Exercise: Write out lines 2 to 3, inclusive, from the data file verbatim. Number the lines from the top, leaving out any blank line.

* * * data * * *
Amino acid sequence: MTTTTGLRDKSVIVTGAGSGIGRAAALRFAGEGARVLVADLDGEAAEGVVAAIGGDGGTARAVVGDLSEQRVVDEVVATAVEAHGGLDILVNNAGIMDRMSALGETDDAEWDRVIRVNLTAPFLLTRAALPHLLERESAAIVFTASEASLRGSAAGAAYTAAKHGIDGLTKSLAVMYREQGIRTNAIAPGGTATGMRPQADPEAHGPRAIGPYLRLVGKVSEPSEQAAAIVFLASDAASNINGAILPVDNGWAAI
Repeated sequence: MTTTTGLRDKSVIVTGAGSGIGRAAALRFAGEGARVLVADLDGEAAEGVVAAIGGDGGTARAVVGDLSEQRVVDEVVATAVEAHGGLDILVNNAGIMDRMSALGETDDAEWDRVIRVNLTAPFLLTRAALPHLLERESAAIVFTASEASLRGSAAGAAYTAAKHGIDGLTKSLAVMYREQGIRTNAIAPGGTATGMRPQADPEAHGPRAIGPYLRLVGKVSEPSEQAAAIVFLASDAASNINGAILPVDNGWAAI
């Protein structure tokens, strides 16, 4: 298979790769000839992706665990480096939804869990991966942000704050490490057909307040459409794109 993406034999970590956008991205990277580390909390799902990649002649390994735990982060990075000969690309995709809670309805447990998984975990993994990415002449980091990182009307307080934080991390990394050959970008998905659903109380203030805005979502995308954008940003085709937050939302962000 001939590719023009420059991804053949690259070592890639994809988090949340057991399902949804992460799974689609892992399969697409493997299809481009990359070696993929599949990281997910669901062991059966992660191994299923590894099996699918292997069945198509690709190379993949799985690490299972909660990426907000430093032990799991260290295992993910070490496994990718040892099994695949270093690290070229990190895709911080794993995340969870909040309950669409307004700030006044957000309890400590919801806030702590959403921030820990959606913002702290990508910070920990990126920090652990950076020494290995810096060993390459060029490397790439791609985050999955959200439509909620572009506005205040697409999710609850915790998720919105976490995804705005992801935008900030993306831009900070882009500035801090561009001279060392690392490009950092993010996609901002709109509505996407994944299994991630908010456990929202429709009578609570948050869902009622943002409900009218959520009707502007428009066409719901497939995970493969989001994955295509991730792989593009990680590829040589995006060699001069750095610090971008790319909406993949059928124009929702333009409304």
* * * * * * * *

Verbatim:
Repeated sequence: MTTTTGLRDKSVIVTGAGSGIGRAAALRFAGEGARVLVADLDGEAAEGVVAAIGGDGGTARAVVGDLSEQRVVDEVVATAVEAHGGLDILVNNAGIMDRMSALGETDDAEWDRVIRVNLTAPFLLTRAALPHLLERESAAIVFTASEASLRGSAAGAAYTAAKHGIDGLTKSLAVMYREQGIRTNAIAPGGTATGMRPQADPEAHGPRAIGPYLRLVGKVSEPSEQAAAIVFLASDAASNINGAILPVDNGWAAI
């Protein structure tokens, strides 16, 4: 298979790769000839992706665990480096939804869990991966942000704050490490057909307040459409794109 993406034999970590956008991205990277580390909390799902990649002649390994735990982060990075000969690309995709809670309805447990998984975990993994990415002449980091990182009307307080934080991390990394050959970008998905659903109380203030805005979502995308954008940003085709937050939302962000 001939590719023009420059991804053949690259070592890639994809988090949340057991399902949804992460799974689609892992399969697409493997299809481009990359070696993929599949990281997910669901062991059966992660191994299923590894099996699918292997069945198509690709190379993949799985690490299972909660990426907000430093032990799991260290295992993910070490496994990718040892099994695949270093690290070229990190895709911080794993995340969870909040309950669409307004700030006044957000309890400590919801806030702590959403921030820990959606913002702290990508910070920990990126920090652990950076020494290995810096060993390459060029490397790439791609985050999955959200439509909620572009506005205040697409999710609850915790998720919105976490995804705005992801935008900030993306831009900070882009500035801090561009001279060392690392490009950092993010996609901002709109509505996407994944299994991630908010456990929202429709009578609570948050869902009622943002409900009218959520009707502007428009066409719901497939995970493969989001994955295509991730792989593009990680590829040589995006060699001069750095610090971008790319909406993949059928124009929702333009409304």